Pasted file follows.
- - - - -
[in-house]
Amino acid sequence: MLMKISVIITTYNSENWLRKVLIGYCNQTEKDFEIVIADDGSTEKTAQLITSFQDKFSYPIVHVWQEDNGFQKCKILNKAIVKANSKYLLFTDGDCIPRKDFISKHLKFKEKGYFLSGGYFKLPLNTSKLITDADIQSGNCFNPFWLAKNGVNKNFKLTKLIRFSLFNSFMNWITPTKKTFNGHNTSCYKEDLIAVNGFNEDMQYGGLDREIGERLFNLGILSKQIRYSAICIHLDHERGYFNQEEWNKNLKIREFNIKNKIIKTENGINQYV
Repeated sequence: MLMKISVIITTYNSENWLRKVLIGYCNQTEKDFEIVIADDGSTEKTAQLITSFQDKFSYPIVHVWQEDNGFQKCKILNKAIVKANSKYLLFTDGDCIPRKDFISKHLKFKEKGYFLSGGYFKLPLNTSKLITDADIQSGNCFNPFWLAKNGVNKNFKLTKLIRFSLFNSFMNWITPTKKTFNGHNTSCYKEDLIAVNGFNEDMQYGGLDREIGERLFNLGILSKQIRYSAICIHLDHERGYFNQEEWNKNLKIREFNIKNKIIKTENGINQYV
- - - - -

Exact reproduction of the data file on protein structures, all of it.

[in-house]
Amino acid sequence: MLMKISVIITTYNSENWLRKVLIGYCNQTEKDFEIVIADDGSTEKTAQLITSFQDKFSYPIVHVWQEDNGFQKCKILNKAIVKANSKYLLFTDGDCIPRKDFISKHLKFKEKGYFLSGGYFKLPLNTSKLITDADIQSGNCFNPFWLAKNGVNKNFKLTKLIRFSLFNSFMNWITPTKKTFNGHNTSCYKEDLIAVNGFNEDMQYGGLDREIGERLFNLGILSKQIRYSAICIHLDHERGYFNQEEWNKNLKIREFNIKNKIIKTENGINQYV
Repeated sequence: MLMKISVIITTYNSENWLRKVLIGYCNQTEKDFEIVIADDGSTEKTAQLITSFQDKFSYPIVHVWQEDNGFQKCKILNKAIVKANSKYLLFTDGDCIPRKDFISKHLKFKEKGYFLSGGYFKLPLNTSKLITDADIQSGNCFNPFWLAKNGVNKNFKLTKLIRFSLFNSFMNWITPTKKTFNGHNTSCYKEDLIAVNGFNEDMQYGGLDREIGERLFNLGILSKQIRYSAICIHLDHERGYFNQEEWNKNLKIREFNIKNKIIKTENGINQYV